Evening Prayer, June 22, 2022


Scripture: 1 Kings 19: 1-15a selected verses.  Nigel Bunce

Elijah felt that he had failed completely as God’s prophet to Israel.  He ran for his life and hid in a cave.  But God challenged him. Not everyone had turned away.  There’s a messagh ere for St. George’s and other small, struggling congregations.

I must start by saying why I relate so much to the story of Elijah. It has nothing (much) to do with the Bible. It’s really because I learned the story at the age of 13, when I sang as a treble in Mendelssohn’s oratorio of the same name.

This year, we have read on a Sunday only the end of the story. That’s because the other Sundays when we would have read them were taken up by Ascension, Pentecost, and Trinity Sunday.

Background to this evening’s reading

Elijah had confronted the priests of the pagan god Baal. Afterwards, God ordered that all the apostate priests of Baal must be killed. This angered Queen Jezebel, who was a Baal supporter. So she had put out a contract on the prophet Elijah. Elijah escaped into the wilderness, feeling sorry for himself. “Just let me die,” he said. Eventually he hid out in a cave.

Elijah’s visions with God

In a vision, God asked him, “What are you doing, Elijah?” Elijah was full of self-pity. He had tried his best but nothing worked. The Israelites had deserted God. He’s the only prophet left. Now, he’s running for his life.

The voice told Elijah to stand outside his cave. The Lord was about to pass by. A violent wind came. But God wasn’t in the wind. Then an earthquake. But God wasn’t in the earthquake. Then a great fire. But God wasn’t in the fire.

Then – silence (or, in the words of the King James Bible, a still small voice). Elijah probably expected God to appear as something spectacular. And out of the silence, God spoke again, “What are you doing, Elijah?”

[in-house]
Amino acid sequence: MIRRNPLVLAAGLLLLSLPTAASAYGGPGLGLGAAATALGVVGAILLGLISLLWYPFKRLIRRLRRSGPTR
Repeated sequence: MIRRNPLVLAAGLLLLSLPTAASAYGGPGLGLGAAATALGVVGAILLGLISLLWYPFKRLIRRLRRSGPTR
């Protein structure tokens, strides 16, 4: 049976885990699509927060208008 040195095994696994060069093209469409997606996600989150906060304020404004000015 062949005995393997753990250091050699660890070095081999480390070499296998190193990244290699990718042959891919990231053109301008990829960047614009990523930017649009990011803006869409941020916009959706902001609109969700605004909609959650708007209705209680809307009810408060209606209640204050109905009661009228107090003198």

Elijah began to complain as before. But God said, “Go back to Damascus; I’ve got work for you to do there.” Finally, Elijah realized that this wasn’t all about him. God reminded Elijah that his ministry was to the minority of Israelites. Those who had not followed the god Baal.

God’s voice in the silence restored Elijah’s faith. So, this time, he listened and acted. He went to Damascus.

Relevance to our parish

This story has resonance for congregations like ours that are small and seem not to be flourishing. Perhaps God is saying to me. “Nigel, what are you doing here?”

I could be like Elijah. I could complain that everyone has bowed their knees at the altars of the outlet mall, or the hockey arena, or the restaurants that offer Sunday brunch. But God reminds me about those pairs of knees that make the effort to come every Sunday. I am to minister to the faithful. Those who have not followed Baal.

However, I suggest that God wouldn’t be speaking only to me. God would be — and is — speaking to all of us. The fate of our parish is our collective responsibility. It isn’t in my hands alone. Amen.